Prices falling? True, in wholesale; false in retail

565 Viewed Journalist Jaspal Singh Naol 0 respond

Prices falling? True, in wholesale; false in retail

For almost an year, the unprecedented hike in prices of food items especially the most essential cereals, had badly upset monthly budgets in most households. Now it is time for some cheer as according to wholesale market sources from last Saturday the rates have started falling down.
APMC grain market director Jayesh Bora informs, “From April 2009, the rates of cereals had started climbing high but now they have started coming down. This year there is a good production of new crops of oil seeds and fortunately from the second week of January 2010 we are able to receive more and more stocks of Tur, Moong, Udad, Mysore, Chana dal etc from all over Maharashtra and Madhya Pradesh.
One of the biggest stocks arrived on January 28 when over one lakh sacks came in from Latur. If the quantity of incoming stocks rises in similar manner, rates will fall down further within a couple of weeks. As an alternative to Tur dal traders have started bringing in Vattana (Mutter dal). Being sold for Rs 40 per kg, the dal is finding many takers. The government is likely to categorise Vattana as a dal. If this happens, the rate will go down further to Rs 25”.
However, women of the house who have been keeping a tight budget to run the house are yet to smile over the news of price fall. The benefit of the same is not being passed on to them by retailers, they complain.
Vedha Deshpande resident of Sector 17 Koper Khairane expresses surprise over the news of price fall. “We are hardly aware of any fall of the rates of cereals. Shopkeepers as well as retail chains have not reduced the rates and we are still bearing the brunt of inflation”. Kanchan Sharma, resident of Sector-3 Koper Khairane says, “Rates are said to be falling in the wholesale market but that is not the case in retail market. We hope that once stocks from wholesale market reach retail outlets, we will be able to gain the benefit”. Sonal Thakur, resident of Sector 2, Koper Khairane says, “We just hope that prices of other daily eatables also fall. It is becoming really tough to balance household expenses. The rates are so high that one can’t even think of calling in close friends for a small get-together”.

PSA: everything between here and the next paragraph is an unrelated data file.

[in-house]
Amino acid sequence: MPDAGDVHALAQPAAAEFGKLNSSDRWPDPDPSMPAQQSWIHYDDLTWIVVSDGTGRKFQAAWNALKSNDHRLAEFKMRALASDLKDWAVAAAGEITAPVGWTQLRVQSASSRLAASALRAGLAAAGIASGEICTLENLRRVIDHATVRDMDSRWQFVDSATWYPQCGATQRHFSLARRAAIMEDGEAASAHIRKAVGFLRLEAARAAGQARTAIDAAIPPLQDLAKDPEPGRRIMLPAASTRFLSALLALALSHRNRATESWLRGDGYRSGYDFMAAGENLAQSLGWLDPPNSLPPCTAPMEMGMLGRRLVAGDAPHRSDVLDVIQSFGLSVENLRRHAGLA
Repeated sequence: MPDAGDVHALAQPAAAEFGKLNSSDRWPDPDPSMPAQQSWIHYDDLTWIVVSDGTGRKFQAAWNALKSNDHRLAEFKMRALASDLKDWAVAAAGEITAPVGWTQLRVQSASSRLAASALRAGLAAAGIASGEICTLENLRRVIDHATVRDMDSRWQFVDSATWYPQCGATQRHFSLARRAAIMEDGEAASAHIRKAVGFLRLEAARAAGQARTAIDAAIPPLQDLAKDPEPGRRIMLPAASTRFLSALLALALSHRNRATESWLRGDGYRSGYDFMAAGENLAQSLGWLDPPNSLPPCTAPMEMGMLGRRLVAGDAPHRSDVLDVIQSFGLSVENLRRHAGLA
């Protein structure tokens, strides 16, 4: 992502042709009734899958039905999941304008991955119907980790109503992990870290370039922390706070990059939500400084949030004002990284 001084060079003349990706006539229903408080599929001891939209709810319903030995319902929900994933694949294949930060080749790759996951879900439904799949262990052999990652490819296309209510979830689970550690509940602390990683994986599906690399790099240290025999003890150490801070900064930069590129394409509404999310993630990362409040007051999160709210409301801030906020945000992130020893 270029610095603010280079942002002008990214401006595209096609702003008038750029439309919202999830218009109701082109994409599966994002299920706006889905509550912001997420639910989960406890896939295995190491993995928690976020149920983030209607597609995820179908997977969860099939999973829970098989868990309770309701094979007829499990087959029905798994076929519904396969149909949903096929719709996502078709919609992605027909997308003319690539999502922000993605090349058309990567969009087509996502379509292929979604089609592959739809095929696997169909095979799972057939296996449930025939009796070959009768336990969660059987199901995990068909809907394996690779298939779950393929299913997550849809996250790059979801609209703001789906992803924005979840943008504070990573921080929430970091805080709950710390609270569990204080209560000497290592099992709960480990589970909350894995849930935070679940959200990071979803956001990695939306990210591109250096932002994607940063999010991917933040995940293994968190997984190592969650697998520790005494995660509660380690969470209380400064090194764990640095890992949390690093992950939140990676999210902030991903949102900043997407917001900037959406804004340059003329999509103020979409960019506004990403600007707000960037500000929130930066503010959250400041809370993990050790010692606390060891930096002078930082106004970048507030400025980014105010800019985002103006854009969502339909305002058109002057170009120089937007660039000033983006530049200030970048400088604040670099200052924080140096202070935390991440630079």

BB Kadam of Sandeep General Store, Sector-15 says “The market is in a very bad condition as the rates of most important food materials like sugar, rice, wheat etc are still touching the sky”.

From April 2009, the rates of cereals had started climbing high but now they have started coming down. This year there is a good production of new crops of oil seeds,” says Jayesh Bora.

—Jaspal Singh Naol

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